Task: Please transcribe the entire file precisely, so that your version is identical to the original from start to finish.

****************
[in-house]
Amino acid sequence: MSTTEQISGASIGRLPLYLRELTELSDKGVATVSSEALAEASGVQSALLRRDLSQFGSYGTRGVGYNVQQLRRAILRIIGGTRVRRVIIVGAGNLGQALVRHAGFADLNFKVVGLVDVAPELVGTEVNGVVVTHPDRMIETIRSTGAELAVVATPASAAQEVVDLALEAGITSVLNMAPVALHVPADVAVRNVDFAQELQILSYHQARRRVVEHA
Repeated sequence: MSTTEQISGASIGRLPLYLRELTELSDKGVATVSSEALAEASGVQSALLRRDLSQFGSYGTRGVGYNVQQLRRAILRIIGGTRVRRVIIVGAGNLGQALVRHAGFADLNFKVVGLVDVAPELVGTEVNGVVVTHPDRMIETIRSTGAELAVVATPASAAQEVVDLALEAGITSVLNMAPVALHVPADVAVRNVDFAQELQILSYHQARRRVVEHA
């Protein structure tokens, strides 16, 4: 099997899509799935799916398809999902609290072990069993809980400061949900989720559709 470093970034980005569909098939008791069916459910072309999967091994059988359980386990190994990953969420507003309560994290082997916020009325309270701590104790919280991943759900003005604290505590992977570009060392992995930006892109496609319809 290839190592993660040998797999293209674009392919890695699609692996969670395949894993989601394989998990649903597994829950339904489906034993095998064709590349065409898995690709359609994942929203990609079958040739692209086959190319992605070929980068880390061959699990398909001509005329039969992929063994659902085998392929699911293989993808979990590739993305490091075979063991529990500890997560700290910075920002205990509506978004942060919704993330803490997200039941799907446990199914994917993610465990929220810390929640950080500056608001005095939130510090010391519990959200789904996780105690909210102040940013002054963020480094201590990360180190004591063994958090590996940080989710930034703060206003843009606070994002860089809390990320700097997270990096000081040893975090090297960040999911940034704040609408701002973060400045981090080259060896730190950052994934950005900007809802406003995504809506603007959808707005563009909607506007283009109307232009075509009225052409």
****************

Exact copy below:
[in-house]
Amino acid sequence: MSTTEQISGASIGRLPLYLRELTELSDKGVATVSSEALAEASGVQSALLRRDLSQFGSYGTRGVGYNVQQLRRAILRIIGGTRVRRVIIVGAGNLGQALVRHAGFADLNFKVVGLVDVAPELVGTEVNGVVVTHPDRMIETIRSTGAELAVVATPASAAQEVVDLALEAGITSVLNMAPVALHVPADVAVRNVDFAQELQILSYHQARRRVVEHA
Repeated sequence: MSTTEQISGASIGRLPLYLRELTELSDKGVATVSSEALAEASGVQSALLRRDLSQFGSYGTRGVGYNVQQLRRAILRIIGGTRVRRVIIVGAGNLGQALVRHAGFADLNFKVVGLVDVAPELVGTEVNGVVVTHPDRMIETIRSTGAELAVVATPASAAQEVVDLALEAGITSVLNMAPVALHVPADVAVRNVDFAQELQILSYHQARRRVVEHA
């Protein structure tokens, strides 16, 4: 099997899509799935799916398809999902609290072990069993809980400061949900989720559709 470093970034980005569909098939008791069916459910072309999967091994059988359980386990190994990953969420507003309560994290082997916020009325309270701590104790919280991943759900003005604290505590992977570009060392992995930006892109496609319809 290839190592993660040998797999293209674009392919890695699609692996969670395949894993989601394989998990649903597994829950339904489906034993095998064709590349065409898995690709359609994942929203990609079958040739692209086959190319992605070929980068880390061959699990398909001509005329039969992929063994659902085998392929699911293989993808979990590739993305490091075979063991529990500890997560700290910075920002205990509506978004942060919704993330803490997200039941799907446990199914994917993610465990929220810390929640950080500056608001005095939130510090010391519990959200789904996780105690909210102040940013002054963020480094201590990360180190004591063994958090590996940080989710930034703060206003843009606070994002860089809390990320700097997270990096000081040893975090090297960040999911940034704040609408701002973060400045981090080259060896730190950052994934950005900007809802406003995504809506603007959808707005563009909607506007283009109307232009075509009225052409």